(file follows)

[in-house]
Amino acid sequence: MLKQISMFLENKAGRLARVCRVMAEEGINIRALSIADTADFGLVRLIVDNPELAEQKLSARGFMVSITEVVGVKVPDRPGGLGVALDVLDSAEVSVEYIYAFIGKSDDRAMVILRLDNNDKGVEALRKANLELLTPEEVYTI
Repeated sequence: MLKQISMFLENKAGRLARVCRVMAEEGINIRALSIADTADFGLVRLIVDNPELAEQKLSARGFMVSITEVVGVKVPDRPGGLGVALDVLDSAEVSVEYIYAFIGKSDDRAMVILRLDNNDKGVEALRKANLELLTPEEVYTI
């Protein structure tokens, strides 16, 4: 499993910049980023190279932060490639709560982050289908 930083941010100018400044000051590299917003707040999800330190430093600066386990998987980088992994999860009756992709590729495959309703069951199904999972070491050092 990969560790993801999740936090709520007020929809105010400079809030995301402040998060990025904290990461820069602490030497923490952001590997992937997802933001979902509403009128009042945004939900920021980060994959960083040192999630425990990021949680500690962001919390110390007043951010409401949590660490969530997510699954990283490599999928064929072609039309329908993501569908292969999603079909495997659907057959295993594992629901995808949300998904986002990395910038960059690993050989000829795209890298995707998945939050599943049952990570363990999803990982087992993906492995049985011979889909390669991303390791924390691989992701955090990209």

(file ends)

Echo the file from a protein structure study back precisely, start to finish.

[in-house]
Amino acid sequence: MLKQISMFLENKAGRLARVCRVMAEEGINIRALSIADTADFGLVRLIVDNPELAEQKLSARGFMVSITEVVGVKVPDRPGGLGVALDVLDSAEVSVEYIYAFIGKSDDRAMVILRLDNNDKGVEALRKANLELLTPEEVYTI
Repeated sequence: MLKQISMFLENKAGRLARVCRVMAEEGINIRALSIADTADFGLVRLIVDNPELAEQKLSARGFMVSITEVVGVKVPDRPGGLGVALDVLDSAEVSVEYIYAFIGKSDDRAMVILRLDNNDKGVEALRKANLELLTPEEVYTI
């Protein structure tokens, strides 16, 4: 499993910049980023190279932060490639709560982050289908 930083941010100018400044000051590299917003707040999800330190430093600066386990998987980088992994999860009756992709590729495959309703069951199904999972070491050092 990969560790993801999740936090709520007020929809105010400079809030995301402040998060990025904290990461820069602490030497923490952001590997992937997802933001979902509403009128009042945004939900920021980060994959960083040192999630425990990021949680500690962001919390110390007043951010409401949590660490969530997510699954990283490599999928064929072609039309329908993501569908292969999603079909495997659907057959295993594992629901995808949300998904986002990395910038960059690993050989000829795209890298995707998945939050599943049952990570363990999803990982087992993906492995049985011979889909390669991303390791924390691989992701955090990209």